It would seem to my mind that a prerequisite for such a development is the removal of U.S. forces from the equation. At some point the ‘leap of faith’ needs to be taken and putting it off will only encourage an enlarged spoiler role, allow for interceding events to complicate matters further, and most importantly to support the development of U.S. power becoming entrenched within the fabric of Iraqi political life even further than it already has.

    If not now – when?

    I am well aware of the American political elites calculations of the benefits to accrue from a long-term relationship – however I fail to see how it would be in Iraq’s interest in any way.

    “As for ‘Iraqiyya, its primary aim appears to be to avoid compromise with Maliki at any cost.”

    I believe we agree that this is largely personality-driven (is it not?).

    Rationally, and as time passes and trust is either developed between two mature political factions – or not as violence increases (always a possibility) – the personality-driven leaderships should give way to broader political projects that seemingly form the ‘middle’ core of Iraqi nationalism – for *if* they are to come together both Iranian and Saudi foreign influences as well as centrifugal forces are both combatted with a strong majority favouring centripetal development of the ‘new’ Iraqi state. This needs parties or representative groupings of some kind – Iraqi history is not that of the al-Zaim as is common in Lebanon. The Gulf broadly has a more sophisticated usage of the phenomenon that sees legitimacy as rising from below rather than being dependent upon the charismatic individual as in the institutional sectarianism found in the Levant. I do remain steadfast in my hopes that Iraqi culture has not been altered to such an extent through the bloodshed of the wars under Anglo-American occupation to have altered this historic sociology.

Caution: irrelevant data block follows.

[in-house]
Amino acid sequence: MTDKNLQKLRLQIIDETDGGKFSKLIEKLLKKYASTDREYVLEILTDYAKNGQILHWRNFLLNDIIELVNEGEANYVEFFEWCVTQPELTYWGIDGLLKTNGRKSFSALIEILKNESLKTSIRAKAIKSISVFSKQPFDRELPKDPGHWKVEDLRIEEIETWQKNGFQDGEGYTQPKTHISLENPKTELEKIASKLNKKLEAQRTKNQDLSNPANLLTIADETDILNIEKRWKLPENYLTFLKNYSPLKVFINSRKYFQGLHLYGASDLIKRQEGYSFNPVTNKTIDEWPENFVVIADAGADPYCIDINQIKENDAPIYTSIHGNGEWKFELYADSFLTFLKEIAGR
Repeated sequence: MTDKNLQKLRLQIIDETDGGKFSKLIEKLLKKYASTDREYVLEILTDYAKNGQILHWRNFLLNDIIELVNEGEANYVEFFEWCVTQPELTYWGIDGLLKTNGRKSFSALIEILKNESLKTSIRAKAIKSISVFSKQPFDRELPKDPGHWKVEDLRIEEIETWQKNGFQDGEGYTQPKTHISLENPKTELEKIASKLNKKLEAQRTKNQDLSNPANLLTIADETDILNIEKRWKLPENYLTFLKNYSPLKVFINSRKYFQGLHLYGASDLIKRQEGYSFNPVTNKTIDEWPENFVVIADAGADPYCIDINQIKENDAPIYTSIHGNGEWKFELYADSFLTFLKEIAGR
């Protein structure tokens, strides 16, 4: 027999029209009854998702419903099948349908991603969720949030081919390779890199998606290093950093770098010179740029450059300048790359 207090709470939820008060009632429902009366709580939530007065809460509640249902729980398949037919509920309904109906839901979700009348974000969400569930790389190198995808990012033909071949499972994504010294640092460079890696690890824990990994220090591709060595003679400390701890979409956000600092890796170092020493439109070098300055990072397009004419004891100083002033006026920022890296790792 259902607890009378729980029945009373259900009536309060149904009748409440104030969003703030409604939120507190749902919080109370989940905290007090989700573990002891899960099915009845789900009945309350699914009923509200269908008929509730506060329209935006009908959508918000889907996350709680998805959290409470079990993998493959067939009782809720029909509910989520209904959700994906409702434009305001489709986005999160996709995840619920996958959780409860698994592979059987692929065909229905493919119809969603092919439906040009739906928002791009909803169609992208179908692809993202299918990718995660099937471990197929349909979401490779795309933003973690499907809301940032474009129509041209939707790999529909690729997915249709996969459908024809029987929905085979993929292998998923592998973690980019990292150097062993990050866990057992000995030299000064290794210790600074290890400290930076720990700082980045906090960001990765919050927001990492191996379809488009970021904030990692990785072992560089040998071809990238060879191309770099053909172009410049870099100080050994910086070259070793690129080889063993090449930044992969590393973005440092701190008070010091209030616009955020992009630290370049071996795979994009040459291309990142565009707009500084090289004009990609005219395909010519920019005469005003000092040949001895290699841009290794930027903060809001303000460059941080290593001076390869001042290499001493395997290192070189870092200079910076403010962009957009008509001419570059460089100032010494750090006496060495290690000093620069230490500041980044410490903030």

Finally, while I agree that US policy has seemingly obviated stated US-desires, I must admit that I’m not terribly concerned about what America wants (aside from the analytics). My concern would be with what entrenches Iraqi sovereignty and what makes Iraqis lives better – and to that end a stronger state that can begin to embrace representative democratic opinion and desires seems to be a starting point – not a dream that Iraqis should hold off from.

    I am well aware that you are intimately mindful of all these factors … I just find myself wanting to revisit first principles as I engage your MERIP piece. Otherwise we begin to overly focus on Kremlinology IMO. Whether it be exile / opposition meetings during the sanctions decade, post-2003 meetings across Iraq, or panel after panel at conference after conference I am still looking for the figure/personage/party/faction that can unite Iraqis behind what I feel they all* already agree upon – being Iraqi.

    *This of course no longer includes much of the Kurdish population residing in the KRG. My own interviews and discussions this summer in Dohuk, Erbil, and Suli confirmed for me that the only people more nationalist than the KDP/PUK party cadres are the youth of Kurdistan and especially its civil society.

  4. Reidar Visser said